Rolex Meteorite Dials To Gold-Cased Daytona WatchesApril 11, 2021
Although Rolex’s slate of novelties for 2021 is somewhat smaller than the previous few years, the brand’s crop of new models released at this year’s Watches & Wonders still contains some genuinely striking offerings for fans of the marque. For sheer flash, few things in the Rolex lineup can beat a Daytona chronograph in gold, and for 2021 the Swiss giant is introducing a panda meteorite dial option to Daytonas in white gold, yellow gold, and the brand’s proprietary Everose rose gold alloy. The new meteorite dial Rolex Daytona models add a new layer of visual dimension to the classic panda dial Daytona look, bringing a literally out-of-this-world texture to Rolex’s instantly recognizable chronograph design.
Several brands have introduced meteorite dial designs in the past few years, including Rolex itself, but as with previous iterations, Rolex approaches the dial for this new Daytona series in its own dogmatic style. Like with 2019’s meteorite dial GMT-Master II series, the brand’s use of meteorite here is less a centerpiece to design the rest of the watch around and more of an accent to the well-established Daytona formula. The unique rounded indices, striped baton hands, and the mix of sunburst and azurage finishing on the three black subdials are all staples of the Daytona line, and rather than change its popular formula to highlight the new dial surface Rolex simply lets the material speak for itself. Like jazz, this is one new instrument or riff added to a melody in progress. The striated and dynamic silver tones of the meteorite surface add a more chaotic feel to the design, moving the look away from the styles of past panda dial Daytonas toward something wholly modern. In keeping with the brand’s stringent quality standards, the meteorite dials used for these new Rolex Daytona models are fashioned from solid meteorite material, rather than the more common veneer on top of a standard metal dial base.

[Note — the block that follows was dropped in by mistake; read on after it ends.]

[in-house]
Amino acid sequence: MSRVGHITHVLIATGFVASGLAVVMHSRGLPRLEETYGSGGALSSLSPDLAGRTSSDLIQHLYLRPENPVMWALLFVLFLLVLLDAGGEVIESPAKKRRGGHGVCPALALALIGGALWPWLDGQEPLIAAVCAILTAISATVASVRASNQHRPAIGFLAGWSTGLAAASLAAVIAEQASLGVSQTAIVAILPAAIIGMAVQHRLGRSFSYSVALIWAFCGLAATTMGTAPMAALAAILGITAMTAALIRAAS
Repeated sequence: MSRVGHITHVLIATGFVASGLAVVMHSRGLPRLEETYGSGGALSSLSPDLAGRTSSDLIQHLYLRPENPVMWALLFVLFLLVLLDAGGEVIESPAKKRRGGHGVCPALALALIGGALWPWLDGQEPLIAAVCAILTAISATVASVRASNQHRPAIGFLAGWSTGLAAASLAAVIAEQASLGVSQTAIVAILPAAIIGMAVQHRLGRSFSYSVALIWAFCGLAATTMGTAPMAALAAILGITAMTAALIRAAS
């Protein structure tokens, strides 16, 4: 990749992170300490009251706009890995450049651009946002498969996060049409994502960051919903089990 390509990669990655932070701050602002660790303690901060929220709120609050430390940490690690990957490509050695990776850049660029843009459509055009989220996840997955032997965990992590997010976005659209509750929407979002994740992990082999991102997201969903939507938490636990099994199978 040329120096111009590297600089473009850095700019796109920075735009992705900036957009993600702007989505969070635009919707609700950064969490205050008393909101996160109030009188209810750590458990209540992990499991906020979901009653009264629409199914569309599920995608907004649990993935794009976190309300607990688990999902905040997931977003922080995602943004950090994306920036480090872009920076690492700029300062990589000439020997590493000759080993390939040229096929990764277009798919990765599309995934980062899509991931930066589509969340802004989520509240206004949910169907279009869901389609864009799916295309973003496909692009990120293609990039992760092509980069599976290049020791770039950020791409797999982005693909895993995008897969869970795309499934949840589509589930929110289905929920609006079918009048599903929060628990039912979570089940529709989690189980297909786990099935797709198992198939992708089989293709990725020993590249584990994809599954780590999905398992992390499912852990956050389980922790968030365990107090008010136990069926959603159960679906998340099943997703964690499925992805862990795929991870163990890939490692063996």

Outside of these new dials, these new variants of the Rolex Daytona series are functionally identical to the rest of the line. The 40mm cases are available in either 18K white gold, 18K yellow gold, or Rolex’s Everose 18K rose gold alloy, each of which brings a different personality to the familiar mix of screw-down pushers, athletic tapering lugs, and wide fixed tachymeter bezels. The 18K white gold model is the stealthiest of the trio by far, with a black ceramic bezel shared with the stainless steel model for a precious metal design that can pass under the radar of a casual observer. In 18K yellow gold, however, this tool-oriented design takes on a brilliant and monolithic personality, and the bright metallic streaks in the meteorite dial will likely combine with the full gold look to create one of the brand’s most dynamic designs in shifting light. The 18K Everose model falls somewhere in between the two visually, keeping the immediate punch of a gold design but with a subtler, more modern tone. Like all Daytona models, these new meteorite dial iterations offer a solid 100 meters of water resistance.
Rolex powers these new meteorite dial Daytona variants with the in-house 4130 automatic chronograph movement. The 4130 has been the backbone of the Daytona line for over 20 years and still offers an impressive list of specifications including a column wheel and vertical clutch actuation system, a magnetic resistant Parachrom hairspring, and a 72-hour power reserve. Accuracy is within the brand’s own in-house Superlative Chronometer standards, claimed at -2/+2 seconds per day. For the 18K yellow gold and 18K Everose gold versions of the new meteorite dial Rolex Daytona, the brand opts for the classic three-link Oyster bracelet. The white gold model, on the other hand, is paired with the brand’s Oysterflex rubber strap in simple black for a more toned-down and sporty look.